It's been amazing, watching George Steinbrenner's legacy be burnished by the sports media immediately after his death. But it reinforces a notion of mine. And since this appears to be Murray's Notions Week at Writing Boots, why don't I go ahead and share it?
Steinbrenner, a minor criminal and rich jerk whose name was synonymous with megalomania, workplace bullying and general broad-brush foolishness, is now being remembered for the good things he did, which amount to: purchasing players and managers who won some World Series rings despite his insane hectoring, and giving money away to charity, which all people do, for tax breaks.
(Or, as Steinbrenner's entry in dickipedia describes him, "an American entrepreneur, the principal owner of the New York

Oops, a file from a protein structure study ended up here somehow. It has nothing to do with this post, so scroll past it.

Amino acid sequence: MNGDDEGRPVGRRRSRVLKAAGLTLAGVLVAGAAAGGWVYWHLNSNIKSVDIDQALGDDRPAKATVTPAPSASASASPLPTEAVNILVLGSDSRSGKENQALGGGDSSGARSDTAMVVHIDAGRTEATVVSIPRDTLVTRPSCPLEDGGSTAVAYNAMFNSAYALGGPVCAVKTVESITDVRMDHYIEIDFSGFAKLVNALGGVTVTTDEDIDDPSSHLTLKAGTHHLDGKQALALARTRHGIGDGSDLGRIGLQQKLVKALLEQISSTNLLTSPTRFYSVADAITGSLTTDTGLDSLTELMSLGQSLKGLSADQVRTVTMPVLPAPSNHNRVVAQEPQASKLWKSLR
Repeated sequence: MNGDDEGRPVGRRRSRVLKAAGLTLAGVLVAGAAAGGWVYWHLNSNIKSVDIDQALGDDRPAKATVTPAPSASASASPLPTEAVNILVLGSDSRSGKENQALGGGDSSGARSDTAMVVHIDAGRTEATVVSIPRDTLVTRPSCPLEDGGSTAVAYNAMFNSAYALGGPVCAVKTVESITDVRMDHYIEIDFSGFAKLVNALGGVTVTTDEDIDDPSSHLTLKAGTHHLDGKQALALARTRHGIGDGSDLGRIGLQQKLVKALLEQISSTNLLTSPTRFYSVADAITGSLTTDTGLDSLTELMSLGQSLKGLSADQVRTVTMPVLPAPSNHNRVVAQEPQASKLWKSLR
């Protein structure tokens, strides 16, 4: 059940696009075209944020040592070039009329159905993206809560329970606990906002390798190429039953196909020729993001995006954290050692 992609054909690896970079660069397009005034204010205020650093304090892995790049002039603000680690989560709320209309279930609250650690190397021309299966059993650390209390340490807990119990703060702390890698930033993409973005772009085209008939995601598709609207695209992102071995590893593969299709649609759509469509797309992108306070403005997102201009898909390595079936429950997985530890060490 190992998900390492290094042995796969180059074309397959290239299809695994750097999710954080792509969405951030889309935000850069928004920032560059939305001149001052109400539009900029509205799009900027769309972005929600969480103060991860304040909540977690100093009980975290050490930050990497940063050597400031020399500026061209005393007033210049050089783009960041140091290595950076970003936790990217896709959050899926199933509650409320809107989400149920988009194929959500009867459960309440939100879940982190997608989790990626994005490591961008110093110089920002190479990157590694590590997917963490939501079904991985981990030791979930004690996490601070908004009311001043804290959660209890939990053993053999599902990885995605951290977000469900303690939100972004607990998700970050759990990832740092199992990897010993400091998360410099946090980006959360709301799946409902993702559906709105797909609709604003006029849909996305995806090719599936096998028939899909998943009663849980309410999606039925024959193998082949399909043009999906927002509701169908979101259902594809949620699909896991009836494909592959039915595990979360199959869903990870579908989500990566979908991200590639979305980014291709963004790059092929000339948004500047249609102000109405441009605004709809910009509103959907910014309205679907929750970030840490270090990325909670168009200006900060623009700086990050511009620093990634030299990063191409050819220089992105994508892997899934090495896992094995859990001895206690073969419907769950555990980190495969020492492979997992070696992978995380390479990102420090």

Yankees, the guy who ruined baseball, and a dick.")
And yet, as a society, we strain to remember the good things.
That's something to keep in mind as we live our own lives: Unless we do something unforgivable or permanently damaging to people—I guess this would include rape, murder, spousal abuse or child abandonment (and arguably workplace brutality, but whatevs)—we are remembered for the good we did do.
And that's as it should be. Our minor mistakes and failings don't set civilization back. But our achievements of empathy and intellect, our contributions to relationships, the lessons we teach, the love we share, the good humor we show—all this nourishes everybody we know and everybody they know and the children of all of those people, and the children of the children, who go on to nourish one another.
The good we give, we give to the cosmic wash.
(And what a comfort: If they love George Steinbrenner after he's gone, think of the good things they'll say about you!)